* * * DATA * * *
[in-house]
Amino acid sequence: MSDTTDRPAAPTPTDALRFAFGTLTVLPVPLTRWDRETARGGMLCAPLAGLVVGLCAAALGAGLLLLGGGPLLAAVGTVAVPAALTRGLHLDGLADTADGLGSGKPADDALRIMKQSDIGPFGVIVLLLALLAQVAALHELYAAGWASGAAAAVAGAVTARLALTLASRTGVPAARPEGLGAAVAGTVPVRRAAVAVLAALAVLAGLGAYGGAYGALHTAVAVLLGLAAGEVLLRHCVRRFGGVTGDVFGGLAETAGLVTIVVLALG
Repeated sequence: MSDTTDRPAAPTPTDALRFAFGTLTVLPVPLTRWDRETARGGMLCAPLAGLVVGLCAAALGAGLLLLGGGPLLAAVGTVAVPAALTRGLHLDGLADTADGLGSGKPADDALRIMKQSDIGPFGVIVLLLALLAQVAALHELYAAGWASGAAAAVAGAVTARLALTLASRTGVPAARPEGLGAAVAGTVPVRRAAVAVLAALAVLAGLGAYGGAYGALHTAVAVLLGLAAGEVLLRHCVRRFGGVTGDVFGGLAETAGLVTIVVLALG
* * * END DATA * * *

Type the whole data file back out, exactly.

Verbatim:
[in-house]
Amino acid sequence: MSDTTDRPAAPTPTDALRFAFGTLTVLPVPLTRWDRETARGGMLCAPLAGLVVGLCAAALGAGLLLLGGGPLLAAVGTVAVPAALTRGLHLDGLADTADGLGSGKPADDALRIMKQSDIGPFGVIVLLLALLAQVAALHELYAAGWASGAAAAVAGAVTARLALTLASRTGVPAARPEGLGAAVAGTVPVRRAAVAVLAALAVLAGLGAYGGAYGALHTAVAVLLGLAAGEVLLRHCVRRFGGVTGDVFGGLAETAGLVTIVVLALG
Repeated sequence: MSDTTDRPAAPTPTDALRFAFGTLTVLPVPLTRWDRETARGGMLCAPLAGLVVGLCAAALGAGLLLLGGGPLLAAVGTVAVPAALTRGLHLDGLADTADGLGSGKPADDALRIMKQSDIGPFGVIVLLLALLAQVAALHELYAAGWASGAAAAVAGAVTARLALTLASRTGVPAARPEGLGAAVAGTVPVRRAAVAVLAALAVLAGLGAYGGAYGALHTAVAVLLGLAAGEVLLRHCVRRFGGVTGDVFGGLAETAGLVTIVVLALG